The importance of food preparation in the Mediterranean diet

Food preparation

Be aware of how you prepare your Mediterranean food!

Food preparation can influence its nutritional value. Cutting, cooking and other ways in which food is prepared are important factors influencing the release of beneficial substances from food. There are also studies showing an association between the way food is prepared and the effects on health of the Mediterranean diet.

The beneficial effects after the food has been ingested depend on nutrient bioavailability, a term coming from pharmacology and increasingly used by food scientists as well. Bioavailability is defined as the fraction of a nutrient, out of the total ingested, that can carry out its physiological effects into the human body.

Plants contain the so-called “vacuole”, special sub-cellular elements that are broken when the plant is cut for consumption. This favours the release of many bioactive compounds that vacuoles contain. This is also the main reason why washing vegetables after they have been cut instead of before involves a certain loss of nutrients. Among other things, the action of cutting or slicing vegetables allows the release of specific enzymes that can increase nutrient bioavailability, as is the case with the alinase contained in garlic and of myrosinase in crucifers. The substrate of these enzymes is located in a separate cell compartment and the breaking of vegetable cells with slicing makes the enzyme and its substrate meet with each other. The action of these enzymes can be ehnanced by letting your vegetable sit a few minutes after slicing. In the case of fish, on the other hand, slicing or filleting may favour oxidation processes of polyunsaturated fatty acids, a process which in this case is negative.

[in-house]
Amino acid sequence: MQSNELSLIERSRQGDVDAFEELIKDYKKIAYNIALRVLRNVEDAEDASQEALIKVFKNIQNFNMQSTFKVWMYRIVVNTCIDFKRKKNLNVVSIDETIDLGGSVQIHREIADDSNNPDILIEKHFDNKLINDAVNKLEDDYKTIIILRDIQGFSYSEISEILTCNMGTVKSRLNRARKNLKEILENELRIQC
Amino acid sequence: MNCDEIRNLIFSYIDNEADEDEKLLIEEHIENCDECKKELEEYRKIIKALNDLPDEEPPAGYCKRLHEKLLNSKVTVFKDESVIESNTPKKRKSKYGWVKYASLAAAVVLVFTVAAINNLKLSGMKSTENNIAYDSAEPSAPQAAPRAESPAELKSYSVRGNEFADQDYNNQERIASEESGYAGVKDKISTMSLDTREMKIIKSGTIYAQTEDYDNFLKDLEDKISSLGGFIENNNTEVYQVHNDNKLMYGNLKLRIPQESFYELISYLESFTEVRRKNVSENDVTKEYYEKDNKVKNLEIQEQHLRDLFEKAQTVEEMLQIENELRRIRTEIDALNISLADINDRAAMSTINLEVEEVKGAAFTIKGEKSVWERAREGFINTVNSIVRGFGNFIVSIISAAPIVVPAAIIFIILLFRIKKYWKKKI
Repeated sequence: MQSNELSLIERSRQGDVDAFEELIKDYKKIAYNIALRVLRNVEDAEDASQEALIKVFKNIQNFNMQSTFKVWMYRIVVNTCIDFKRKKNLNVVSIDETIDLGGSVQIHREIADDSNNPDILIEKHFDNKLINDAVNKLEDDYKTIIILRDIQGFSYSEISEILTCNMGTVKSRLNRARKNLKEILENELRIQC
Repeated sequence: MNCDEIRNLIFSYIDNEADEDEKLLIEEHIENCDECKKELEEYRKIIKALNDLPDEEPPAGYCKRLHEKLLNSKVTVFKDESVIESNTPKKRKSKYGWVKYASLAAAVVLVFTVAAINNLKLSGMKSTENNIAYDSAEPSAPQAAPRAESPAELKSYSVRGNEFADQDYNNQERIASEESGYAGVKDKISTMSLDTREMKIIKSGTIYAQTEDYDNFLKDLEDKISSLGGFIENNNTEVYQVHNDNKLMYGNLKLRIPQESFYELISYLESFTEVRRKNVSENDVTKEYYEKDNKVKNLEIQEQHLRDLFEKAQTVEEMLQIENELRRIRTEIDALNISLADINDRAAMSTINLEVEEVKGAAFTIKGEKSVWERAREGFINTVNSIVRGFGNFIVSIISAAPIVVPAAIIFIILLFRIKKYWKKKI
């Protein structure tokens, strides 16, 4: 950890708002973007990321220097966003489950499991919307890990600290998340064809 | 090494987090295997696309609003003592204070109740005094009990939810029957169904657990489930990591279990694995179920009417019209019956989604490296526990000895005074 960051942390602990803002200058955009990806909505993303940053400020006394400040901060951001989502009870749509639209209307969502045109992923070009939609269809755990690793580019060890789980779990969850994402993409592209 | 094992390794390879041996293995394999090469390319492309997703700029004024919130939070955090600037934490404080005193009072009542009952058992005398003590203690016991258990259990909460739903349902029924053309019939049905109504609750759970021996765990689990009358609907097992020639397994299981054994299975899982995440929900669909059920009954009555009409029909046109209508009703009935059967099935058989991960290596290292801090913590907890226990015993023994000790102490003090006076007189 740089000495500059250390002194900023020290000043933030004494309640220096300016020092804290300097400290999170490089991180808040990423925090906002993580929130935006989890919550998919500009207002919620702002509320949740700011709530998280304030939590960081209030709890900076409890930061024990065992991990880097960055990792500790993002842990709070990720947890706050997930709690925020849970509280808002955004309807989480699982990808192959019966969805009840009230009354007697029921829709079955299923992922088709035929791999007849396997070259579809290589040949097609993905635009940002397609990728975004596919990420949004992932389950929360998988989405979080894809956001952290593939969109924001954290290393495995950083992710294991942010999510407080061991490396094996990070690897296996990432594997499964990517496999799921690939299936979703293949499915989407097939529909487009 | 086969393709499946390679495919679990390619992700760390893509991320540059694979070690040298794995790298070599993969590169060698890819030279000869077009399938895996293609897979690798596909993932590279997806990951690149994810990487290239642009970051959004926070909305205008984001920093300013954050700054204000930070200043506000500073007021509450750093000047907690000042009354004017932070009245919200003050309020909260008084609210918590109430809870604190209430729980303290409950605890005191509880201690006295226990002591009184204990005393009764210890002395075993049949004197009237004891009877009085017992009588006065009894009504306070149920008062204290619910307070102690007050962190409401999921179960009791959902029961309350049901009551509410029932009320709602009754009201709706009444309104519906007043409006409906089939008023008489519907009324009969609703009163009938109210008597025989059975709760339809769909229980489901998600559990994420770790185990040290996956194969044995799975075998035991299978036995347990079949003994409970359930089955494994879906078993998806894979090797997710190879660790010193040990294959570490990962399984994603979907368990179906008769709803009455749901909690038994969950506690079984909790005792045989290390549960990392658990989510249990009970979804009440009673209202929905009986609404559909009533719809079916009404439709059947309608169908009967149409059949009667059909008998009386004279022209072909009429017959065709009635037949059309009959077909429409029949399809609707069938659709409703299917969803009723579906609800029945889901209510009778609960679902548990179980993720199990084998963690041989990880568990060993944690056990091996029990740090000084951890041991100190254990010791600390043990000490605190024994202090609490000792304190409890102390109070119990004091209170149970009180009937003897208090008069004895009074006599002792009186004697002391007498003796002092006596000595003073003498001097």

Other mechanical processes are important in determining the bioavailability of certain nutrients. The lycopene carotene, for example, is contained in tomatoes in a semi-crystalline form; the extensive process undergone by these plants during the preparation of paste and sauces, allows the homogenization of these nutrients and their release from the tomato cells. Tomatoes in the processed form have greater health benefits than raw tomatoes, probably also due to the greater bioavailability of lycopene.

In the Mediterranean cuisine, the consumption of raw vegetables is very common, as is accompanying them with olive oil, which increases the bioavailability of many fat-soluble phytochemical compounds. There are many ways of cooking and preparing food, since these can be fried, grilled, boiled, baked in the oven, marinated, prepared with a filling, or used to prepare pies or soups. Frying with olive oil, in particular, destroys part of its properties. However, the oil does not develop potentially toxic substances, as is the case with other vegetable oils. Frying and grilling also lead to the formation of carcinogenic compounds (polycyclic aromatic hydrocarbons) and, although these are both common cooking techniques in the Mediterranean cuisine, they should be limited, preferring other preparations.